In an era of Casual Fridays and work-from-home colleagues, how can you maintain effective office communication in a changing business climate?
We’ll steer you through changes in business etiquette, and help you successfully navigate through the new realities of workplace conflict and office politics.
Measure yourself against the following traits:
Now that the first generation of leading black executives—a few of whom
worked their way up the ranks during the civil rights era—has retired,
they’ve begun sharing their wisdom with the rest of us. Clifton Wharton, the first black CEO of a large company (TIAACREF),
inherited that wisdom from a friend who told him there’s more than one
way to press for civil rights.
Reader Kelly Merritt sent us the following note recently: “Most people write ‘I am writing with regards to,’ or ‘in regards to,’ and I have even been corrected when using ‘in regard to’ … when everything I have read says that ‘regard’ and not ‘regards’ is the proper term. Which is the proper word?”Please also […]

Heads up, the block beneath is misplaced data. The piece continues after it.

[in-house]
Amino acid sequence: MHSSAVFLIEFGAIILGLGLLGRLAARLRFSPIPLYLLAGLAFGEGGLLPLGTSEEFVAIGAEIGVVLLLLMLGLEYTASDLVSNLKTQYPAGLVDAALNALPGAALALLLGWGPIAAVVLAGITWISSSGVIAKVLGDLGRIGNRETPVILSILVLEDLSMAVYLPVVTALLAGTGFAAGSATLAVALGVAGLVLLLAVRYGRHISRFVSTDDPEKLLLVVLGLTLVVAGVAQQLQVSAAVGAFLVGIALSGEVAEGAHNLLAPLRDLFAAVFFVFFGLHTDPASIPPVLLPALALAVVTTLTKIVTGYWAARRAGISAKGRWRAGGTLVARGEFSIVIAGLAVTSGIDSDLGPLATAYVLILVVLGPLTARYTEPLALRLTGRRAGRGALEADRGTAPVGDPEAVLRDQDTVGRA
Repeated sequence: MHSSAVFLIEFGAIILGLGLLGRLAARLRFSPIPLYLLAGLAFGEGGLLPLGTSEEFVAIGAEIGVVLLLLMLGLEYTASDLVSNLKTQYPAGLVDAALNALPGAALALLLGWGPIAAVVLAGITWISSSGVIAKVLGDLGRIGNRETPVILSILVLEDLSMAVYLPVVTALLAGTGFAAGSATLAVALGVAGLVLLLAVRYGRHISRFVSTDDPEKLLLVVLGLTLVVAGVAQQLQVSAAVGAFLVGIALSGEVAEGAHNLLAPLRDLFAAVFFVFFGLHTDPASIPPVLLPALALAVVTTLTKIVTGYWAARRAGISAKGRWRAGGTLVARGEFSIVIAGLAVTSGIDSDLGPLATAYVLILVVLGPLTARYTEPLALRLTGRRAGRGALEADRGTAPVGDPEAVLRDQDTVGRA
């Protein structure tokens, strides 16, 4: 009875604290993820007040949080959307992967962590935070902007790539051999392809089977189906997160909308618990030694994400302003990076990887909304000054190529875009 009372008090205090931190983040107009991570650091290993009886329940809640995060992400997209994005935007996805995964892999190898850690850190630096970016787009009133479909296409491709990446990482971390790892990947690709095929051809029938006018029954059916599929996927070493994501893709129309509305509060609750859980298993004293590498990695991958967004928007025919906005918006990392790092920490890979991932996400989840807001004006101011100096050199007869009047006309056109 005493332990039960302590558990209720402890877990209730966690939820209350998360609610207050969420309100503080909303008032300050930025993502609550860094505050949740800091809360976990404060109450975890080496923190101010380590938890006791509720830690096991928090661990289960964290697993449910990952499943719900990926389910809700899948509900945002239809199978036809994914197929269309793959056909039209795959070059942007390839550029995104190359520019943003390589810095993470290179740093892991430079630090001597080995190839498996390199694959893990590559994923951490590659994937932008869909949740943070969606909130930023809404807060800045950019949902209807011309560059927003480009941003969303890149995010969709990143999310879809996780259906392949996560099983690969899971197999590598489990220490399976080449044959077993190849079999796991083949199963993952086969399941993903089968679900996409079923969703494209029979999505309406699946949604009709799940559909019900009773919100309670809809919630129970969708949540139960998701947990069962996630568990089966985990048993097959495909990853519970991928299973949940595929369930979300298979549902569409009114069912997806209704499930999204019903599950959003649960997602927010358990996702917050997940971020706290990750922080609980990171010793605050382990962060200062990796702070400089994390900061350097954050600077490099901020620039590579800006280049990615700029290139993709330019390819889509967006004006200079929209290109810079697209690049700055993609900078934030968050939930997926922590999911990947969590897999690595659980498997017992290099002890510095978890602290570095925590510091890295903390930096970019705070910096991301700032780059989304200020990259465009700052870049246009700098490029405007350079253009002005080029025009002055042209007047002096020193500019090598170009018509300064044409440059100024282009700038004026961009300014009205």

Any Word feature that can save time and make you look good is worth tapping into, right? One such feature: Word’s built-in reviewing tools, which let you and others track all the changes you make as a document is written and edited. With the Track Changes tool turned on, you can track each insertion, deletion […]
Becoming a manager creates opportunities, but it also can close some doors ...
Your boss, Craig, is an administrator who's responsible for several departments, including yours. You've worked together for some time, but now you're just about at the end of your rope. The problem? Craig's inconsistent moods ...
Reach your career goals faster by setting aside time each day
Set an example even while you’re on vacation.
Build good will with your people by engaging them in personal chats.
Sports legend Bobby Jones made up his mind in 1930 to do what no other person had ever done … or
has done since: Win all four major tournaments—the British Amateur, the
British Open, the U.S. Open and the U.S. Amateur—in the same year. Then, he figured, he’d quit, set up for life.